And while some may argue that Dr Flannelly has gotten off lightly, that, in light of her actions, criminal charges should be forthcoming, her part in this national scandal is likely to be quickly forgotten.

Because everything we’ve seen so far suggests that this runs deep, and, with an inquiry on the way, we may not even have reached the tip of the iceberg yet.

One can but hope that heads will roll, that the whole rotten affair is exposed to its core and that those culpable are not simply put out to pasture, relieved of their duties with a nice, comfortable pension, but brought to task, made answerable for their actions.

Yet this is not really the time for anger, for rage.

It’s natural to seek retribution, to demand justice, but the modern-day mob mentality has no place here. For an example of how to behave one need only look at Vicky Phelan herself; caught up in the maelstrom, she has retained her dignity, displaying enormous grace under pressure while those who fought to silence her scramble for a way out.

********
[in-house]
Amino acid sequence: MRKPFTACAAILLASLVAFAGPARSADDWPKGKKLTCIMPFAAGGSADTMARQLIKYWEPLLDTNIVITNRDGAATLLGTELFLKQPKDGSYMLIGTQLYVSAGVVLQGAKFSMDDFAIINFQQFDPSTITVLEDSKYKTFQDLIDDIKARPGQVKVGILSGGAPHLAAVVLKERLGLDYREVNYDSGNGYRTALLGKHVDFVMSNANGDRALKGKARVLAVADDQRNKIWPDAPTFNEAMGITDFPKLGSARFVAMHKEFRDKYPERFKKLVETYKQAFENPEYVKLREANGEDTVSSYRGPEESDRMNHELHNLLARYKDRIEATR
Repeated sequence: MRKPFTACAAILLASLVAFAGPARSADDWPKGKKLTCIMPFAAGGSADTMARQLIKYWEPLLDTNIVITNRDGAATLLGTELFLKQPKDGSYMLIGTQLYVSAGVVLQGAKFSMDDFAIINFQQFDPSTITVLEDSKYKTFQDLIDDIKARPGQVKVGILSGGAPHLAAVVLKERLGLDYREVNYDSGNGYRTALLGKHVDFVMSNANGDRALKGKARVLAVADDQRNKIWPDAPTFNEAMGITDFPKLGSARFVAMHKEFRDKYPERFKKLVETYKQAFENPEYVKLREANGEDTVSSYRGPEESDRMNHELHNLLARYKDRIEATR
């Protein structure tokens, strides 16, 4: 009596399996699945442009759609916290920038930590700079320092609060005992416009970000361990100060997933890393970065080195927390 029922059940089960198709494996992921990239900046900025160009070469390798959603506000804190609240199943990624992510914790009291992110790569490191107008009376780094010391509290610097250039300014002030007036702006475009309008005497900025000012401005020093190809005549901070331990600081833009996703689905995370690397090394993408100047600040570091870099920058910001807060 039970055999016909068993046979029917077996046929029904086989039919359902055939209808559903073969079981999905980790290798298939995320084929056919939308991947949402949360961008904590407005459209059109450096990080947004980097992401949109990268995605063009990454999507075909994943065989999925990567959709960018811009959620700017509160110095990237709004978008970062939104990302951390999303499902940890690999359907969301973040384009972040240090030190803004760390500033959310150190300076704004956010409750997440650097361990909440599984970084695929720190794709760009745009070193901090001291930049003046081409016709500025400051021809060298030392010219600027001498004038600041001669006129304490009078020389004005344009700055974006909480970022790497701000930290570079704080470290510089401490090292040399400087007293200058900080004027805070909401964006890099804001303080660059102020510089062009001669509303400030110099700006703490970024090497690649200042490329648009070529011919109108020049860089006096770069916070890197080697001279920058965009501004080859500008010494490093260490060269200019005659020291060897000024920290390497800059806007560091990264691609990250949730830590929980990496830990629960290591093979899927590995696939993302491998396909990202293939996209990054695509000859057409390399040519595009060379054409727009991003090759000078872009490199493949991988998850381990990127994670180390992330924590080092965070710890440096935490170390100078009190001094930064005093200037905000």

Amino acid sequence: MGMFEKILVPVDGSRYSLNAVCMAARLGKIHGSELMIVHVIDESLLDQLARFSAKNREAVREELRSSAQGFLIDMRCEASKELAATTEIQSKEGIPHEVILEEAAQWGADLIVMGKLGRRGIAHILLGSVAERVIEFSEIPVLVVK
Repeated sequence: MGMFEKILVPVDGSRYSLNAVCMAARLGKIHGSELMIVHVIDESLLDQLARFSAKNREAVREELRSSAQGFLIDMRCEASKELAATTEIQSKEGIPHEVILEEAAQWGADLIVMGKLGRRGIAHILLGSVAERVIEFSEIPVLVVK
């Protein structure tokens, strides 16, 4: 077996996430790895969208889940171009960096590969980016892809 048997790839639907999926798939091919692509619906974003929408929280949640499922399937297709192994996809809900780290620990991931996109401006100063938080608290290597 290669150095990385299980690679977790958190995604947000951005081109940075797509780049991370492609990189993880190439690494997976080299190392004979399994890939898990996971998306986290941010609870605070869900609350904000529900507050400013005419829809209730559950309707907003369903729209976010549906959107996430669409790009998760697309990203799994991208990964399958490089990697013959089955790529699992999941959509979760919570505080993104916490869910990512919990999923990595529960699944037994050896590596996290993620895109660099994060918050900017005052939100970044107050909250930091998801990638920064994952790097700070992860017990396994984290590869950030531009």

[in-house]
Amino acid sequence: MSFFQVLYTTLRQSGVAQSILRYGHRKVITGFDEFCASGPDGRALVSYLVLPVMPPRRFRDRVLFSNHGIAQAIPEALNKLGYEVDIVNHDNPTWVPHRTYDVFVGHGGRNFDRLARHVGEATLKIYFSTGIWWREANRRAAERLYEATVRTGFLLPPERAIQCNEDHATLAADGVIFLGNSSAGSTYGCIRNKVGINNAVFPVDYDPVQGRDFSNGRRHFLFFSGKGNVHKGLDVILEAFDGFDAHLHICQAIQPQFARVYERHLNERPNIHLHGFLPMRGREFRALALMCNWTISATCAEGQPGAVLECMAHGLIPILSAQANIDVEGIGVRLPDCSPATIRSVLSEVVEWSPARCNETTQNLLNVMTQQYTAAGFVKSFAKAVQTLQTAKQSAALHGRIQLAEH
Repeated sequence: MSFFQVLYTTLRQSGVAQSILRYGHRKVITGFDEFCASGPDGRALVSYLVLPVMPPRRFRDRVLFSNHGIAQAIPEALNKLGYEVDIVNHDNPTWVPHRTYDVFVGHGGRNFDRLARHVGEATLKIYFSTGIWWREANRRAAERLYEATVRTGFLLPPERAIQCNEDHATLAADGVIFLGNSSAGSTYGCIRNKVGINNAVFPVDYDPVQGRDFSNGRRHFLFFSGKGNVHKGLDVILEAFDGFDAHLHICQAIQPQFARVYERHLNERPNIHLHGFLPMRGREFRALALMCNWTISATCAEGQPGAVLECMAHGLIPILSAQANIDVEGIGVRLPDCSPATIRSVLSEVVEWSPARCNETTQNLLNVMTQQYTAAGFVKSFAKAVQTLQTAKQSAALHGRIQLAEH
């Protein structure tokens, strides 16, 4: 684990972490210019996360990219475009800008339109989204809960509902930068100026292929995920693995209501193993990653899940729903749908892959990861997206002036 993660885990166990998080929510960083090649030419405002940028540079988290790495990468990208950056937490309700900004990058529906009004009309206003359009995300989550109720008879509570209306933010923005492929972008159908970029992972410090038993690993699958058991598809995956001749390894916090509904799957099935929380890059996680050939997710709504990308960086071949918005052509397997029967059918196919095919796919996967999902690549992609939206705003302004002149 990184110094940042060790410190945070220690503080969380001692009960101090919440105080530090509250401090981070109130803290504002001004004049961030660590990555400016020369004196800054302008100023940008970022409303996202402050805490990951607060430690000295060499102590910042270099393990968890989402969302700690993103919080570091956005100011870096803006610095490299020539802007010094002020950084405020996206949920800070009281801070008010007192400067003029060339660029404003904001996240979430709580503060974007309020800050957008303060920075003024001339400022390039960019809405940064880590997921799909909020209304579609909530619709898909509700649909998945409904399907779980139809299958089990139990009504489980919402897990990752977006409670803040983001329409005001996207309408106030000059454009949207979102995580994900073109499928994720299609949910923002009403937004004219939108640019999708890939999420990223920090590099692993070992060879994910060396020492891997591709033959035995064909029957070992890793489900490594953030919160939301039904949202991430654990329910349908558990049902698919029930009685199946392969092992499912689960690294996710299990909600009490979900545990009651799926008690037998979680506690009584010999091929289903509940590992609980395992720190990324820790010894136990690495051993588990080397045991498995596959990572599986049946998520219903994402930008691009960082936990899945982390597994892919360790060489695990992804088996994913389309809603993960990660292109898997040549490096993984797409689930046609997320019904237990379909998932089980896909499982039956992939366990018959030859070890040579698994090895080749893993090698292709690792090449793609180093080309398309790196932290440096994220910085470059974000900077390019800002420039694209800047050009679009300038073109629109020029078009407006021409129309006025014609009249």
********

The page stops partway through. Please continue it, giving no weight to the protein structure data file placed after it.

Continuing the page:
And having sacrificed so much so that others in her situation wouldn’t suffer like she has, the focus now turns to these, as yet, unnamed women; those who have already received their phone call and those who will receive them in the coming days.

Because while Ms Phelan’s story has sundered our hearts in two, there will now be a slew of similar stories, of women whose lives have been turned upside down by the callous behaviour of those tasked with looking after their health.

Already we know that 17 of the women affected by this withholding of information have since passed away. The cause of death in those instances has not yet been discovered, but it’s possible that at least one died from cervical cancer, and that her death may have been prevented if she, or her doctor, had been furnished with all additional information as soon as the audit had been carried out.